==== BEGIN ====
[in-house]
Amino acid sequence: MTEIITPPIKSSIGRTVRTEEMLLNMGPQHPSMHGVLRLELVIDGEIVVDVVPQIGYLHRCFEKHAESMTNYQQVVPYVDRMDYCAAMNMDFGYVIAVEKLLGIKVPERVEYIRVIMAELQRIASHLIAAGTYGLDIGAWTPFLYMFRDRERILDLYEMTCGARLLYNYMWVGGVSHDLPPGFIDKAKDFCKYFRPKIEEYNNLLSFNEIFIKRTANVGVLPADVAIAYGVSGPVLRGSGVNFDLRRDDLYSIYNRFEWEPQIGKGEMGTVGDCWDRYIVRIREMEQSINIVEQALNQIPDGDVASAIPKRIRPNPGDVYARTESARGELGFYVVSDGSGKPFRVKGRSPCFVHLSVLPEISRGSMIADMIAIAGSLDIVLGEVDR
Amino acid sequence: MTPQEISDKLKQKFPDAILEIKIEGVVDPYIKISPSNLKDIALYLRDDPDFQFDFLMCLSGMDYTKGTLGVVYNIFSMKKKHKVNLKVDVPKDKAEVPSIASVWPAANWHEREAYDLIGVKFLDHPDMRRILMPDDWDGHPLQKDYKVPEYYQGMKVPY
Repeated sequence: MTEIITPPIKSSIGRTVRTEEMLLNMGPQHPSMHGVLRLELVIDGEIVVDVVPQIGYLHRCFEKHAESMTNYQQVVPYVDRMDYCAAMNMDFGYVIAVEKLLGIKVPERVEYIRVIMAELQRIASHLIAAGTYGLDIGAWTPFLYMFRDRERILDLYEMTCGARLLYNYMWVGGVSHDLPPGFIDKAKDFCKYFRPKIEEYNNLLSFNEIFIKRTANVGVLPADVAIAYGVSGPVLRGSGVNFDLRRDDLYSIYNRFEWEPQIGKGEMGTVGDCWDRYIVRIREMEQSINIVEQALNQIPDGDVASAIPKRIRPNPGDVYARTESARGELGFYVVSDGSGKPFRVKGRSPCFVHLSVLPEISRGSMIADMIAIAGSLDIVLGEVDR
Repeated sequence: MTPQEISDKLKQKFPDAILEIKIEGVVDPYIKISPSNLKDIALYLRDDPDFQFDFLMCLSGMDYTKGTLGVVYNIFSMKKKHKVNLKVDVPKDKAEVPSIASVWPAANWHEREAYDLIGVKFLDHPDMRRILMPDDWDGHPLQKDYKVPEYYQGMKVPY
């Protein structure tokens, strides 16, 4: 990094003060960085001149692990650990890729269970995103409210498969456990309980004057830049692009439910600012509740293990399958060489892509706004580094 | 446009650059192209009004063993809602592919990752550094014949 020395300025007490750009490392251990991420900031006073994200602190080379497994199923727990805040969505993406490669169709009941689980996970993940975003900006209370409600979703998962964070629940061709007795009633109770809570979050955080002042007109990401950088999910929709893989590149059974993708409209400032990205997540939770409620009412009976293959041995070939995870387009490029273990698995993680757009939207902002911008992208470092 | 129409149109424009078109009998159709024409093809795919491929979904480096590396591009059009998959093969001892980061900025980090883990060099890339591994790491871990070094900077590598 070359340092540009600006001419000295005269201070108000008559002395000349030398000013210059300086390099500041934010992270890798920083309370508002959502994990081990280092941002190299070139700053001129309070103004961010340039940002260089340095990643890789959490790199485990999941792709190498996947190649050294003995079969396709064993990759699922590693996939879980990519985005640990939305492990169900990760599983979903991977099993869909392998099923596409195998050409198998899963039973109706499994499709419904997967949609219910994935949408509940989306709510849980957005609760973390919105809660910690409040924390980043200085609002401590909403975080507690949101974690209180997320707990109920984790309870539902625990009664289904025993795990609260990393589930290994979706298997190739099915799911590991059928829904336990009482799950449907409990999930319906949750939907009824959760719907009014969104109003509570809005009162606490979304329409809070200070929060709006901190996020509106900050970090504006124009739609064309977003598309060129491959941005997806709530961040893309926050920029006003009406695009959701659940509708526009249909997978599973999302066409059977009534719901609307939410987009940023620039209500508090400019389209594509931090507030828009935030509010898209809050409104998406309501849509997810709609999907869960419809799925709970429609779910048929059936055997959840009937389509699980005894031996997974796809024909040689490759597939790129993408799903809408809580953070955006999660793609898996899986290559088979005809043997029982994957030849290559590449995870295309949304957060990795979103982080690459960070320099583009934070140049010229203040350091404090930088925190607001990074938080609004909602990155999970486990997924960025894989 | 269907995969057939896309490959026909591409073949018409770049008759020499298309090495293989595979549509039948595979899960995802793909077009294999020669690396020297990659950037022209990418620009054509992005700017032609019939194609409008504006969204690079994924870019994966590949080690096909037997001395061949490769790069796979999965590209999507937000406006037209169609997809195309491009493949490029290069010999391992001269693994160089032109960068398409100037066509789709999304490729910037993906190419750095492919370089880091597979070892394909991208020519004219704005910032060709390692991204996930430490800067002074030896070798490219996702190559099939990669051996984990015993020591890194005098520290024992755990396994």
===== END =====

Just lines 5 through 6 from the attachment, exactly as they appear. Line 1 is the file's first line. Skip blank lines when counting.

Repeated sequence: MTPQEISDKLKQKFPDAILEIKIEGVVDPYIKISPSNLKDIALYLRDDPDFQFDFLMCLSGMDYTKGTLGVVYNIFSMKKKHKVNLKVDVPKDKAEVPSIASVWPAANWHEREAYDLIGVKFLDHPDMRRILMPDDWDGHPLQKDYKVPEYYQGMKVPY
């Protein structure tokens, strides 16, 4: 990094003060960085001149692990650990890729269970995103409210498969456990309980004057830049692009439910600012509740293990399958060489892509706004580094 | 446009650059192209009004063993809602592919990752550094014949 020395300025007490750009490392251990991420900031006073994200602190080379497994199923727990805040969505993406490669169709009941689980996970993940975003900006209370409600979703998962964070629940061709007795009633109770809570979050955080002042007109990401950088999910929709893989590149059974993708409209400032990205997540939770409620009412009976293959041995070939995870387009490029273990698995993680757009939207902002911008992208470092 | 129409149109424009078109009998159709024409093809795919491929979904480096590396591009059009998959093969001892980061900025980090883990060099890339591994790491871990070094900077590598 070359340092540009600006001419000295005269201070108000008559002395000349030398000013210059300086390099500041934010992270890798920083309370508002959502994990081990280092941002190299070139700053001129309070103004961010340039940002260089340095990643890789959490790199485990999941792709190498996947190649050294003995079969396709064993990759699922590693996939879980990519985005640990939305492990169900990760599983979903991977099993869909392998099923596409195998050409198998899963039973109706499994499709419904997967949609219910994935949408509940989306709510849980957005609760973390919105809660910690409040924390980043200085609002401590909403975080507690949101974690209180997320707990109920984790309870539902625990009664289904025993795990609260990393589930290994979706298997190739099915799911590991059928829904336990009482799950449907409990999930319906949750939907009824959760719907009014969104109003509570809005009162606490979304329409809070200070929060709006901190996020509106900050970090504006124009739609064309977003598309060129491959941005997806709530961040893309926050920029006003009406695009959701659940509708526009249909997978599973999302066409059977009534719901609307939410987009940023620039209500508090400019389209594509931090507030828009935030509010898209809050409104998406309501849509997810709609999907869960419809799925709970429609779910048929059936055997959840009937389509699980005894031996997974796809024909040689490759597939790129993408799903809408809580953070955006999660793609898996899986290559088979005809043997029982994957030849290559590449995870295309949304957060990795979103982080690459960070320099583009934070140049010229203040350091404090930088925190607001990074938080609004909602990155999970486990997924960025894989 | 269907995969057939896309490959026909591409073949018409770049008759020499298309090495293989595979549509039948595979899960995802793909077009294999020669690396020297990659950037022209990418620009054509992005700017032609019939194609409008504006969204690079994924870019994966590949080690096909037997001395061949490769790069796979999965590209999507937000406006037209169609997809195309491009493949490029290069010999391992001269693994160089032109960068398409100037066509789709999304490729910037993906190419750095492919370089880091597979070892394909991208020519004219704005910032060709390692991204996930430490800067002074030896070798490219996702190559099939990669051996984990015993020591890194005098520290024992755990396994």